I am fortunate to have the wonderful Kim Chance, author of Keeper, back on this blog. Check out her interview below.
1 – Have you always wanted to be a writer?
I feel kind of strange saying this, but no. Writing has been a part of my life for as long as I can remember.
I wrote some short stories and poetry as a kid, but most of my writing took the form of daily diaries and journals.
I still have a box full of them! Once digital journals became a thing (anyone remember LiveJournal?), I kept one all through high school and college.
Writing has always played a key role in helping me process the world and my feelings about it.
However, I never considered writing as a career until much later in life. In middle school and high school, my dream was to be a Broadway performer. I did a lot of theater, I was in choir, and I took private voice lessons.
Eventually, I decided that I wanted to go down a different path, so in college I was a Journalism major. I had big plans to become the next Barbara Walters. It wasn’t until I started taking print Journalism classes (for newspaper and magazine writing) that I realized just how much I loved to write.
I also had a professor who really encouraged me and was an excellent mentor. Were it not for her, I don’t think I’d ever have believed that writing was something I could do well or for a career. After I graduated college and got married, I ended up moving to a really small town in Virginia.
My husband was deployed at the time, and I was pretty lonely. I had an idea for a story in my head and decided to try my hand at writing it. At the time, I was just looking for a hobby, but once I started, I completely fell in love with the process. Writing fiction is what I was always meant to do. It just took me a while to figure it out!
2 – What inspires your writing?
So many things! I’m often inspired by music and art, and people-watching is a great way to get the creative juices flowing.
I love to sit in a public space and watch the people as they go by, to try and figure out what their story is.
My students are also a great source of inspiration to me, as well as my own personal experiences. Inspiration is everywhere, you just have to look for it!
3 – How long does it take you to write a book?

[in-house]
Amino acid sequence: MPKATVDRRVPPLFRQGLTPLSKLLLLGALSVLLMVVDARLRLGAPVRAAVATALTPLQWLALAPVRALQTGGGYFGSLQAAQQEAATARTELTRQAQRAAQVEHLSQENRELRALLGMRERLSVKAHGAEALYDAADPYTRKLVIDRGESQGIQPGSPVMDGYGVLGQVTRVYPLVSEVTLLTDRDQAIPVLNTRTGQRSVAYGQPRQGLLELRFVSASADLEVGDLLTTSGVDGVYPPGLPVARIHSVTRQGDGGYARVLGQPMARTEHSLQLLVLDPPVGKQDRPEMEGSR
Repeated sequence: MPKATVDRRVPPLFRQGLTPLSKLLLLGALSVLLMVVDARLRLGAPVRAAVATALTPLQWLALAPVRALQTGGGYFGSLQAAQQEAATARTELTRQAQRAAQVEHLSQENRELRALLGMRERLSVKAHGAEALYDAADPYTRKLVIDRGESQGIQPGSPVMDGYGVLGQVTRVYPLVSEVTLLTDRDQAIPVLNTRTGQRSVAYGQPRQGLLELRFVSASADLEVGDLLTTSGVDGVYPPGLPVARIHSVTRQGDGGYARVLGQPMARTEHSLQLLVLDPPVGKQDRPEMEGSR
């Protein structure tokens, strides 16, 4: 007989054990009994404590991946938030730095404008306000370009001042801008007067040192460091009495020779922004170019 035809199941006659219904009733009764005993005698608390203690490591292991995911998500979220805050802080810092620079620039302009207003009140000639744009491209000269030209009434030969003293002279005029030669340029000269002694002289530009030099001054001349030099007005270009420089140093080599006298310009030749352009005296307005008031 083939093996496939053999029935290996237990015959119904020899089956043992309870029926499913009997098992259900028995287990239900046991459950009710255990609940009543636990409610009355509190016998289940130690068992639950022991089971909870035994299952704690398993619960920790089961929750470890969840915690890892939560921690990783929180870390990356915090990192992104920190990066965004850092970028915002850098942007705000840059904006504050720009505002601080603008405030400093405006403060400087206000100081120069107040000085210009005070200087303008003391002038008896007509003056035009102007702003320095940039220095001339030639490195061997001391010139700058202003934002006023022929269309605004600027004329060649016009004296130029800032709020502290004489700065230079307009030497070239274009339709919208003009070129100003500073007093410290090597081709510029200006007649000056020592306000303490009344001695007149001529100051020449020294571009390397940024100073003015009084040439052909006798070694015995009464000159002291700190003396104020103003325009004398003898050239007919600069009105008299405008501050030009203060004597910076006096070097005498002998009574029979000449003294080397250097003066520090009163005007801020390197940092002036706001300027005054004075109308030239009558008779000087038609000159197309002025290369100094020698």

A million years…or at least it feels that way! It took me three years to write Keeper, but there were lots of terrible drafts that came before it.
My current WIP is coming along much quicker, but still not as fast as I would like. I’m a bit of a perfectionist and I edit as I draft, so it takes me forever! I’m working on it, but I think I’m always going to be a slow drafter.
4 – What is the toughest criticism you’ve received as a writer?
The toughest criticism by far has come from readers. When my Keeper ARCs went out into the world, I wasn’t prepared for the feedback. I knew not everyone would like my book, but I was honestly surprised at how vocal some people can be when they don’t like something.
I welcome constructive criticism—I’ll never grow as an author without it—and I’ve gained some really helpful insight from certain negative reviews. However, that very first review that came in where the reader simply hated my book was incredibly tough to process.
I think as writers we do a lot to prepare ourselves for criticism and rejection from people in the business (agents, editors, publishing houses, etc.), but it’s a lot harder to prepare yourself for the same from readers.
I’m working on growing thicker skin though, and I’m actually grateful to the person who wrote that first negative review.
This whole process is a learning experience for me, and I want to do everything I can to continue growing and learning as an author.
That means taking the good with the bad. I used to think that it was smart to just not read reviews altogether, but I think there’s a lot to be gained from them. I’m definitely planning to read my reviews, but this time, I’ll just make sure I do so with a glass of wine and a chocolate bar in hand!
5 – What is the title (or working title) of your current manuscript and can you tell us a little bit about it? (this can be your book already out or one you are now working on)
My current WIP doesn’t have an official title, but I call it TBTWLKM, which stands for “The Book That Will Likely Kill Me.” Lol! It’s a mystery/thriller type story and it’s set in the 1920s. It’s basically a mash-up of The Great Gatsby and Dr. Jekyll & Mr. Hyde with a dash of Masque of the Red Death.
It’s a book that owns my heart, but I’m also terrified I’ll never be able to get it right. I guess time will tell! I also have a sequel to Keeper in the works, but no news on that yet!
6 – What is the hardest part of the writing process for you?